Every once in a while events lead me to reflect on my decisions. My family chose to care for Mike. I chose to uphold my marriage vows out of the love for my husband. There is NO DOUBT that Mike would have done the same for me. For better or for worse......There are times when I think about other families in similar situations. They have decided to "place" their loved one in homes or divorce their spouses so that they can live their life to the fullest with their children. These spouses chose to live their lives for their children. They have seperated themselves from their ill spouses and moved on. In each of those cases, the families are thriving. They have moved on emotionally, financially and physically. It's difficult at times to look back at my decisions when we are still struggling SO MUCH. My faith is tested on a daily basis but I want so much to believe that the lessons I have taught my children are so much more inspirational and enduring than ANYTHING tangible. I am being honest when I say that it's very difficult sometimes to see how much we are suffering and struggling even though I believe we are doing the right thing - the very choice that I know God would have wanted us to make. I see these other families "moving on" without their ill family member in their lives and I wonder how they feel.
Courtney and Brandon were 7 and 9 years old when Mike was diagnosed. Alzheimer's Disease has been their life, and they have lived with it 24/7. They have rode with the ambulance to the hospital, witnessed Mike getting Last Rites, change his diapers at night, fed him and washed him. They have been true caregivers, in every sense of the word.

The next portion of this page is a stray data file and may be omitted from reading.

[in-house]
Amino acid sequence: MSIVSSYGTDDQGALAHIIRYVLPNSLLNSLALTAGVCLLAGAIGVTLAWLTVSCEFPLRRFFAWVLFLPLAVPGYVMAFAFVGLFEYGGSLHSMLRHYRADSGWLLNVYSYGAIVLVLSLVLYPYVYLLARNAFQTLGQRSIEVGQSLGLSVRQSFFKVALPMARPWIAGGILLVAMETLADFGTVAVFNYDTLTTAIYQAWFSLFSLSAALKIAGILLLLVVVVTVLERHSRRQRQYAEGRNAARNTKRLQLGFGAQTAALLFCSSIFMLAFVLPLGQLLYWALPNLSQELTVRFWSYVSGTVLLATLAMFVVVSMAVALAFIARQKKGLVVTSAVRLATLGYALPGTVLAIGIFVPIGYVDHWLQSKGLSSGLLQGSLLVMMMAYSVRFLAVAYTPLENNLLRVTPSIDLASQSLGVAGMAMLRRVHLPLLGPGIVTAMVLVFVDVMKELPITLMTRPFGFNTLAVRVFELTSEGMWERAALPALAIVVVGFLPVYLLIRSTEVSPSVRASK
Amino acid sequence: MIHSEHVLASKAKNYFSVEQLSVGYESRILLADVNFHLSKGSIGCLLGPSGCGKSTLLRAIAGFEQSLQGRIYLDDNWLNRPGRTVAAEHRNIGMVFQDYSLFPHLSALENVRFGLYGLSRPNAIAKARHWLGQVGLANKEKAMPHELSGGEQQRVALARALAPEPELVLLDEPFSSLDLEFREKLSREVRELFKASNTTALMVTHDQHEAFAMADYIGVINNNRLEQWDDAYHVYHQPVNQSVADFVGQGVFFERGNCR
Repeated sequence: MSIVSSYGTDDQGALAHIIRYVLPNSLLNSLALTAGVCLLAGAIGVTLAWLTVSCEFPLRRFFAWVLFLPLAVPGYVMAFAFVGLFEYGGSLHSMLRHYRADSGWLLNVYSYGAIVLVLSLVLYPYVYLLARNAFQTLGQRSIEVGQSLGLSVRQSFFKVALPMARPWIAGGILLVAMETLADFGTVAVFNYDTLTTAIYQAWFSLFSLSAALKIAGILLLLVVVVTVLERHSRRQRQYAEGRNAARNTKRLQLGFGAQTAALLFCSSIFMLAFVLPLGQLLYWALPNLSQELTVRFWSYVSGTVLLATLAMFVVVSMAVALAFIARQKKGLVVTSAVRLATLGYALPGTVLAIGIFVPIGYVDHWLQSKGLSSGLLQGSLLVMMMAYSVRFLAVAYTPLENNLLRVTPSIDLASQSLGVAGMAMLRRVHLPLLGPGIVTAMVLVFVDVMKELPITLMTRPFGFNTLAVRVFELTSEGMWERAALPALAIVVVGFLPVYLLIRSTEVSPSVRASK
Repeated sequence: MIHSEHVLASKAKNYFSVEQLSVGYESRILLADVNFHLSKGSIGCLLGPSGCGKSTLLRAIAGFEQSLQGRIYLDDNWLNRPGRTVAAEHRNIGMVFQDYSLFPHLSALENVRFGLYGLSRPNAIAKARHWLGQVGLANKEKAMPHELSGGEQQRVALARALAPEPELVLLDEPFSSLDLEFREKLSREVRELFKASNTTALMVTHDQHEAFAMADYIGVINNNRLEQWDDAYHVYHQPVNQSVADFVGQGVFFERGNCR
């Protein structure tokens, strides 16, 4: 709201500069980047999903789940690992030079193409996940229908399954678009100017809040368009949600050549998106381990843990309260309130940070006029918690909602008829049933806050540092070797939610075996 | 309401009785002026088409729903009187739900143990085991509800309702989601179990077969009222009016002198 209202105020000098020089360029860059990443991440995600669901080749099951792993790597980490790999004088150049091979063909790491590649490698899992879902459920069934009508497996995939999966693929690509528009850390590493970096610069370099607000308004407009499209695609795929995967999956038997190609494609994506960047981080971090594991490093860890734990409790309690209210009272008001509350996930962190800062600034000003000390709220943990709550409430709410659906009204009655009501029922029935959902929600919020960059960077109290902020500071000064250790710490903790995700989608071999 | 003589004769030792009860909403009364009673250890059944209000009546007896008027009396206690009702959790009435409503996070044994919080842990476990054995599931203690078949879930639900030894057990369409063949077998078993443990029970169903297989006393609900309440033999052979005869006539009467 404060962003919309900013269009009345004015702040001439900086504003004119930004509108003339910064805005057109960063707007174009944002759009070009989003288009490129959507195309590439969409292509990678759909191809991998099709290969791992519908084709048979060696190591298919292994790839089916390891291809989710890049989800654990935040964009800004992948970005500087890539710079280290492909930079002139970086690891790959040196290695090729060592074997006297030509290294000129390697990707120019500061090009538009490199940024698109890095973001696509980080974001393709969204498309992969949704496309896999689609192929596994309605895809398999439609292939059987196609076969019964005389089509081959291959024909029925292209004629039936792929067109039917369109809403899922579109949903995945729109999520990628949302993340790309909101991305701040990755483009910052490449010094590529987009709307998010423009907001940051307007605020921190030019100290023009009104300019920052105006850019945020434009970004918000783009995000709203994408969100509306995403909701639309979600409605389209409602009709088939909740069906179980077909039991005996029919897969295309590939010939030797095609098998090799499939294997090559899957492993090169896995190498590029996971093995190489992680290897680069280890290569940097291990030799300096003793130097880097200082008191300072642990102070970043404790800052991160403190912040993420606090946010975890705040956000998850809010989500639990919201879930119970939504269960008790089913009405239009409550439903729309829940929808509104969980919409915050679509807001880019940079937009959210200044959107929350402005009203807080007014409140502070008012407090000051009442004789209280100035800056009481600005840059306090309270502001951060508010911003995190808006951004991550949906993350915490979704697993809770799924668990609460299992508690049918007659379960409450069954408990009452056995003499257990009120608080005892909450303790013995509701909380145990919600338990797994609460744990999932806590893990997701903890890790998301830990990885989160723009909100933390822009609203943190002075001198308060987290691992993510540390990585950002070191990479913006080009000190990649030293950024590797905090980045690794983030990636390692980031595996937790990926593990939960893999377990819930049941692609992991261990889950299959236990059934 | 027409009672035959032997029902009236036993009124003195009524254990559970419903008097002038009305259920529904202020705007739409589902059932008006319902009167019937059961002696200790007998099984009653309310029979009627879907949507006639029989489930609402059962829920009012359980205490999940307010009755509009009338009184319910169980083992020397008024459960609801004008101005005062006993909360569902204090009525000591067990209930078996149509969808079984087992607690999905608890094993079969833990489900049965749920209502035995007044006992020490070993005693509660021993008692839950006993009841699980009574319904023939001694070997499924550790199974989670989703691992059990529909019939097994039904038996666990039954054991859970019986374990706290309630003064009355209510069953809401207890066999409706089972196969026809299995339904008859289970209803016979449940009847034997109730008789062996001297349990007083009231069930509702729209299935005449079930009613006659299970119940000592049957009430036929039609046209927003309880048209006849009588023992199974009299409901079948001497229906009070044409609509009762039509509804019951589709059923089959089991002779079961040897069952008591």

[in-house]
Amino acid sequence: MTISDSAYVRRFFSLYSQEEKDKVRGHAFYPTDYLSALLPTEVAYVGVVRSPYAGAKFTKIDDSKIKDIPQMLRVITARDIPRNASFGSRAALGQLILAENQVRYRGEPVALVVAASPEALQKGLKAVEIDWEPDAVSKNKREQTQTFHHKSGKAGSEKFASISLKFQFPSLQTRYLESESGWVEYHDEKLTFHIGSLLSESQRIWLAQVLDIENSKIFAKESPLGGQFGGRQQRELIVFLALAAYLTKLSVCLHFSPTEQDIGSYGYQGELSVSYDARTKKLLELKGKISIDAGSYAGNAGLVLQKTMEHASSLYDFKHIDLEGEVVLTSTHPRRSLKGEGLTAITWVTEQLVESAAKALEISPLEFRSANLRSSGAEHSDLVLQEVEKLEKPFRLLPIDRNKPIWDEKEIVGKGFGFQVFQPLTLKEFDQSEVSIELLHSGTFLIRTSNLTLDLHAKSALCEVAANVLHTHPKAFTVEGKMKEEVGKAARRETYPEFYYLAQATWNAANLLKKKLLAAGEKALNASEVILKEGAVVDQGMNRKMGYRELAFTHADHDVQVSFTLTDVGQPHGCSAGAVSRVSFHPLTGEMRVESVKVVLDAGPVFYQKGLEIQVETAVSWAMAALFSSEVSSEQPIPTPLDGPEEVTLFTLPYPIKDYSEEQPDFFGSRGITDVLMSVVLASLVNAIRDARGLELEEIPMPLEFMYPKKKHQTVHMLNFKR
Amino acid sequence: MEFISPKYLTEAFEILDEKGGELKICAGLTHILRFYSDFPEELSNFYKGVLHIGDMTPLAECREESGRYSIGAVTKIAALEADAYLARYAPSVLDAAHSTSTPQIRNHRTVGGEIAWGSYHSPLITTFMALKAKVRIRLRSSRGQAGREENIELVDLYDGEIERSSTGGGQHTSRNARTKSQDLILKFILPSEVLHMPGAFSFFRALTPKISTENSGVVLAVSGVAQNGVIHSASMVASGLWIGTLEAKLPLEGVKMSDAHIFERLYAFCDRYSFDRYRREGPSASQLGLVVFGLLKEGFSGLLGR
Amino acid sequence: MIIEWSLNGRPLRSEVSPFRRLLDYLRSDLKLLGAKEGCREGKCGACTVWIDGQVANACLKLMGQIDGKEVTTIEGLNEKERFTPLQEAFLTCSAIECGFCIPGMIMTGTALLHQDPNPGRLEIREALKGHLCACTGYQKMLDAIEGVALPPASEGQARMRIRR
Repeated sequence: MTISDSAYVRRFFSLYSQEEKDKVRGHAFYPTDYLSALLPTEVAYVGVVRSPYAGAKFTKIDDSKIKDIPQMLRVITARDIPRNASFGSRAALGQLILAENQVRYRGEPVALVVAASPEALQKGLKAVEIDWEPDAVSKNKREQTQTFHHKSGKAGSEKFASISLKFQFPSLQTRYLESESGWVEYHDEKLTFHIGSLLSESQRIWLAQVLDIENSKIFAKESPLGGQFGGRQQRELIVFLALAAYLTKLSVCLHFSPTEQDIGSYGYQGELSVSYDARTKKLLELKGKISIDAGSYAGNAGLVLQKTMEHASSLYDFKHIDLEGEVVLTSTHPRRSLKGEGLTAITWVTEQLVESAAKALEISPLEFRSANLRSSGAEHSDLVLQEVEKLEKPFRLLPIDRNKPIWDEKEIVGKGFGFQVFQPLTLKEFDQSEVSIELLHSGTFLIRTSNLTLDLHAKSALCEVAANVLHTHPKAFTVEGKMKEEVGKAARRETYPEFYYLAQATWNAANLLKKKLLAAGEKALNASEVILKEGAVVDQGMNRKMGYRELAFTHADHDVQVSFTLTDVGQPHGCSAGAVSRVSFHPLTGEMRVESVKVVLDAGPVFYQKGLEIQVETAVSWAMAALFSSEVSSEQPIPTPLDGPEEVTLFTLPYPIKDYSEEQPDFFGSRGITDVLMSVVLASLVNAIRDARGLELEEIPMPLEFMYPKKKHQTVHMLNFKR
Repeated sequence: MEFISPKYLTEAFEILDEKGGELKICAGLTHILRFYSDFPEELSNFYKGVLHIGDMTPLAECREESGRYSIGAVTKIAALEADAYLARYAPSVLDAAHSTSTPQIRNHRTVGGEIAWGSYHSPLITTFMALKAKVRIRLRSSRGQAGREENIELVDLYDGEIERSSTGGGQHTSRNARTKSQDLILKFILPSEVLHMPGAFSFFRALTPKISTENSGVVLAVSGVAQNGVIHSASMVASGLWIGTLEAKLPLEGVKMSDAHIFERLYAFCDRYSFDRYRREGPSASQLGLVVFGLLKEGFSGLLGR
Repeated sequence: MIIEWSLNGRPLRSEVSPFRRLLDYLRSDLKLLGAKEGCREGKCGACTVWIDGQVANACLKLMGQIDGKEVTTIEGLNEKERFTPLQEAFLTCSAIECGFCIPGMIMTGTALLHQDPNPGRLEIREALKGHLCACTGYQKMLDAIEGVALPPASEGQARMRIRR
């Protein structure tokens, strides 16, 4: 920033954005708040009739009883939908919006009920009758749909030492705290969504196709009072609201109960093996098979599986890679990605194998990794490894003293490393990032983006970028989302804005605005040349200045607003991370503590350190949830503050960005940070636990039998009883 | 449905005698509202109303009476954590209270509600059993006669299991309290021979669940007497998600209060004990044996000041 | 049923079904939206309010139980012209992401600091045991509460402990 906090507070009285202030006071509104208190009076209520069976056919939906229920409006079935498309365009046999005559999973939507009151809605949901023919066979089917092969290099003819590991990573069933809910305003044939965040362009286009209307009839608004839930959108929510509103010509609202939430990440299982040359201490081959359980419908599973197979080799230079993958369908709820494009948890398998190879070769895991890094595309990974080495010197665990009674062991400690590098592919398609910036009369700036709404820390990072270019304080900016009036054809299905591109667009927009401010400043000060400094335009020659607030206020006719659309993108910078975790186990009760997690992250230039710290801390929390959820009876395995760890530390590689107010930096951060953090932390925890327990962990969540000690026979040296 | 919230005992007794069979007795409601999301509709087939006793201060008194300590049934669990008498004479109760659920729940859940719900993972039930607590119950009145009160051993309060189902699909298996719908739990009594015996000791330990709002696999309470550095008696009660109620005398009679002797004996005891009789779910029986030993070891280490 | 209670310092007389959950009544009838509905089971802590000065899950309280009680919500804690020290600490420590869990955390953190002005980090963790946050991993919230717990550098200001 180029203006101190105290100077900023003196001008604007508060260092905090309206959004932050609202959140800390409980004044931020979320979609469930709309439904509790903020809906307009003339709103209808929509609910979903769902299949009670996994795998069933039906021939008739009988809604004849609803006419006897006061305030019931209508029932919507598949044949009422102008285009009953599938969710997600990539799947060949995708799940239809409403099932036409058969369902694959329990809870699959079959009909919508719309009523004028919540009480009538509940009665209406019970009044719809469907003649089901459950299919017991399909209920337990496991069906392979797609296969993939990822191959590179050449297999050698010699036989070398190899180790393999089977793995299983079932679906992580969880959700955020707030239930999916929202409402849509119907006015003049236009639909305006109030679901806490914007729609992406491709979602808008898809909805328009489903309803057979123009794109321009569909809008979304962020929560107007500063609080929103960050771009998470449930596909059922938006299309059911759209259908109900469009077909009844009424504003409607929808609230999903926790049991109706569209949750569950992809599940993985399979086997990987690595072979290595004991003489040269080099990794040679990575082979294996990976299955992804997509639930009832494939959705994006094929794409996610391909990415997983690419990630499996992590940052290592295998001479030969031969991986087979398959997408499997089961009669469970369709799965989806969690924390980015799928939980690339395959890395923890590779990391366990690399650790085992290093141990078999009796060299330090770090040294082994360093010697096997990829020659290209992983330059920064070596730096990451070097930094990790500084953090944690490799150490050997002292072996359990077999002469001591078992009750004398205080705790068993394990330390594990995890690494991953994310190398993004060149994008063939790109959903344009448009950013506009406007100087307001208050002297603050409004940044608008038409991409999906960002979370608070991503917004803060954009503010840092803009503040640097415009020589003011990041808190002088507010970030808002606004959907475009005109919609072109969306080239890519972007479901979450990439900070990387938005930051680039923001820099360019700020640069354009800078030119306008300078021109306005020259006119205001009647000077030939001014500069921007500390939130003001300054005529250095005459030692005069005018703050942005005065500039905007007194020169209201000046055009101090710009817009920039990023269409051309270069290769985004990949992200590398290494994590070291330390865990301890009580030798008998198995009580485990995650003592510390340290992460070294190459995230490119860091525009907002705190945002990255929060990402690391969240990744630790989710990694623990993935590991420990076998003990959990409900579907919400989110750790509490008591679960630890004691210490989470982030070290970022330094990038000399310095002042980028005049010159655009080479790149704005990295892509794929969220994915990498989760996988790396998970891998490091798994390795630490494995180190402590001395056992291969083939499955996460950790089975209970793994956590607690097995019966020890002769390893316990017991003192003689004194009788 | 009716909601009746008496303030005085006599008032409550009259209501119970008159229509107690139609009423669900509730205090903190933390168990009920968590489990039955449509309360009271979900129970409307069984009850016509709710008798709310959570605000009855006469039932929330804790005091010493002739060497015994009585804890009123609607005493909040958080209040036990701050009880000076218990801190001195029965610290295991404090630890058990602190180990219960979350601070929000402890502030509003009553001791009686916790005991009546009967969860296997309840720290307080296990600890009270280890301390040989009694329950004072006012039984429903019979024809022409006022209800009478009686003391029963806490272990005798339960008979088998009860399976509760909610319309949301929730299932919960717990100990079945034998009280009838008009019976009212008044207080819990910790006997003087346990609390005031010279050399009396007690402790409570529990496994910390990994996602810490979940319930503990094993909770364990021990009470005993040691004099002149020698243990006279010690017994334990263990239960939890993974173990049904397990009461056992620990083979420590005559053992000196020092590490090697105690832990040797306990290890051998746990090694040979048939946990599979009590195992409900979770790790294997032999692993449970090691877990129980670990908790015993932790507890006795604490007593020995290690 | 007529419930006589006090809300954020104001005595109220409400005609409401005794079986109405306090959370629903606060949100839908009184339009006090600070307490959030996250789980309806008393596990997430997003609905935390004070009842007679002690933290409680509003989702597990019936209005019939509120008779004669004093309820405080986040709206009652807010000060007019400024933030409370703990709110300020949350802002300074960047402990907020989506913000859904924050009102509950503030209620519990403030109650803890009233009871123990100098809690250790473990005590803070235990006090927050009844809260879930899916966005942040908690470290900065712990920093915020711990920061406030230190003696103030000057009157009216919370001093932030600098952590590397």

Despite all they have given and sacrificed, they are now teenagers and they have the same needs as other teenagers with regard to what they could use in order to make their lives easier. These needs are much bigger and more expensive than the items they wanted when they were younger. So many people thought that we wouldn't have a problem with tuition because of our "situation", including myself. Reality is that I was wrong. I guess that's because on the financial aid form I indicated "married", and that would be assumed that my spouse is contributing financially. Having an ill spouse is like being in limbo. I am a "married widow" without the benefits of being a single mom. If in fact I was a widow, my children would be considered for more aid. Where on these forms do they list: married to someone with a terminal illness who cannot contribute financially???
My daughter has a license but no car. My son is learning to drive and his day will soon come when he will get his license, yet he will not be able to get a car. We simply cannot afford it. I KNOW this aspect of our situation is not unique, especially in this economic climate, yet I cannot forget about those families that have "moved on" and how well they are doing. What exactly is that showing my children? I am not a materialistic person in the least, but there sure are times when knowing you have a cushion to fall back on, is all the security one can use.
I pray EVERY DAY for strength. I pray for an angel to enter into our lives to help guide us and support us in the everyday issues of those facing a young family living with the unique challenges of Early Onset Alzheimer's Disease.
I would NEVER change the decision we made, as a family, to keep Mike at home with us and I am reminded of that every night when I go to bed and lie next to him. I just wish that SOMETIMES things would be easier for me and my children.